आत्मैवेदमग्र आसीतेक एव; सोऽकामयत—जाया मे स्यात्, अथ प्रजायेय; अथ वित्तम् मे स्यात्, अथ कर्म कुर्वीयेति; एतावान् वै कामः, नेच्छंश्चनातो भूयो विन्देत्; तस्मादप्येतर्ह्येकाकी कामयते—जाया मे स्यात्, अथ प्रजायेय; अथ वित्तं मे स्यात्, अथ कर्म कुर्वीयेति; स यावदप्येतेषामेकैकम् न प्राप्नोति, अकृत्स्न एव तावन्मन्यते; तस्यो कृत्स्नता—मन एवास्यात्मा, वाग्जाया, प्राणः प्रजा, चक्षुर्मानुषं वित्तम्, चक्षुषा हि तद्विन्दते; श्रोत्रं दैवम्, श्रोत्रेण हि तच्छृणोति; अत्मैवास्य कर्म, आत्मना हि कर्म करोति; स एष पाङ्क्तो यज्ञः, पाङ्क्तः पशुः, पाङ्क्तः पुरुषः, पाङ्क्तमिदं सर्वं यदिदं किञ्च; तदिदं सर्वमाप्नोति य एवं वेद ॥ १७ ॥
ātmaivedamagra āsīteka eva; so’kāmayata—jāyā me syāt, atha prajāyeya; atha vittam me syāt, atha karma kurvīyeti; etāvān vai kāmaḥ, necchaṃścanāto bhūyo vindet; tasmādapyetarhyekākī kāmayate—jāyā me syāt, atha prajāyeya; atha vittaṃ me syāt, atha karma kurvīyeti; sa yāvadapyeteṣāmekaikam na prāpnoti, akṛtsna eva tāvanmanyate; tasyo kṛtsnatā—mana evāsyātmā, vāgjāyā, prāṇaḥ prajā, cakṣurmānuṣaṃ vittam, cakṣuṣā hi tadvindate; śrotraṃ daivam, śrotreṇa hi tacchṛṇoti; atmaivāsya karma, ātmanā hi karma karoti; sa eṣa pāṅkto yajñaḥ, pāṅktaḥ paśuḥ, pāṅktaḥ puruṣaḥ, pāṅktamidaṃ sarvaṃ yadidaṃ kiñca; tadidaṃ sarvamāpnoti ya evaṃ veda || 17 ||
17. This (aggregate of desirable objects) was but the self in the beginning—the only entity. He desired, ‘Let me have a wife, so that I may be born (as the child). And let me have wealth, so that I may perform rites.’ This much indeed is (the range of) desire. Even if one wishes, one cannot get more than this. Therefore to this day a man being single desires, ‘Let me have a wife, so that I may be born. And let me have wealth, so that I may perform rites.’ Until he obtains each one of these, he considers himself incomplete. His completeness also (comes thus): The mind is his self, speech his wife, the vital force his child, the eye his human wealth, for he obtains it through the eye, the ear his divine wealth, for he hears of it through the ear, and the body is its (instrument of) rite, for he performs rites through the body. (So) this sacrifice has five factors—the animals have five factors, the men have five factors, and all this that exists has five factors. He who knows it as such attains all this.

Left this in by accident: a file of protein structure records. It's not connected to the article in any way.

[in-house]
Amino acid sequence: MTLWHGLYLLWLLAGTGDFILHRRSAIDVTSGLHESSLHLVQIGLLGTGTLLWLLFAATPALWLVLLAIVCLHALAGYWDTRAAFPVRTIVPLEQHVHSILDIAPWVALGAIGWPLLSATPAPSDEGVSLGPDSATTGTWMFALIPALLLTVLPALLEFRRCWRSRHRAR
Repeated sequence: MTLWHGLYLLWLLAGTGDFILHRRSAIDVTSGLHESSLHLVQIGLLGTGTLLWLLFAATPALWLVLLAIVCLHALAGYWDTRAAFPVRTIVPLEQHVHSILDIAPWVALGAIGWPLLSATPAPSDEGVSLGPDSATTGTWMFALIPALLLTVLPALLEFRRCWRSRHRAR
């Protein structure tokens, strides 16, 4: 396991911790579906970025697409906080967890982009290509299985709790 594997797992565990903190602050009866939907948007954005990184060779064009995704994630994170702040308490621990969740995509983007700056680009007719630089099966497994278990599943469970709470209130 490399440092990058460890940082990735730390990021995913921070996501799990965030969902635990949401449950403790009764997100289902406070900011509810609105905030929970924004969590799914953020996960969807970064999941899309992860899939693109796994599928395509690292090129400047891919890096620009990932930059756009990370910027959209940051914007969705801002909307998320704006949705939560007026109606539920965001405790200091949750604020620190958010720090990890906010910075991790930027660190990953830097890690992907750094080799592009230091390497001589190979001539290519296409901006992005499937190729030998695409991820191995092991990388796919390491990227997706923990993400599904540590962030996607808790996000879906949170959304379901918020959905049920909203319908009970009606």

This was but the self in the beginning, before marriage. ‘Self’ here means a natural, ignorant man of the upper three castes identified with the body and organs (i.e. a student). There was nothing different from that self that could be desired, such as a wife, and the self was the only entity in existence, possessed of ignorance which is the root of the desire for a wife and so forth. Being tinged by the impressions of ignorance that are natural to one and consist in a superimposition on the Self of ideas of action, its factors such as the agent, and its results, he desired. How? Let me, the agent, have a wife who will qualify me for the rites. Without her I am not qualified for them. Hence let me have a wife, to confer on me this right. So that I myself may be born, as the child. And let me have wealth such as cattle, which are the means of performing the rites, so that I may perform rites that will give me prosperity and liberation, in order that I may perform rites that will wipe out my indebtedness and help me to attain the worlds of the gods and others, as well as rites that have material ends, such as those leading to the birth of a son, wealth and heaven. This much indeed, i.e. limited to these things only, is desire. Desirable objects are only these—the things comprised by the desire for means, viz. wife, son, wealth and rites. The three worlds, viz. those of men, the Manes and the gods, are but the results of the above. For the desire for means, viz. wife, son, wealth and rites, is for securing these. Therefore the desire for the worlds is the same as the previous one. That one and the same desire assumes a twofold aspect according to ends and means. Hence it will be asserted later on, ‘For both these are but desires’ (III. v. 1; IV. iv. 22).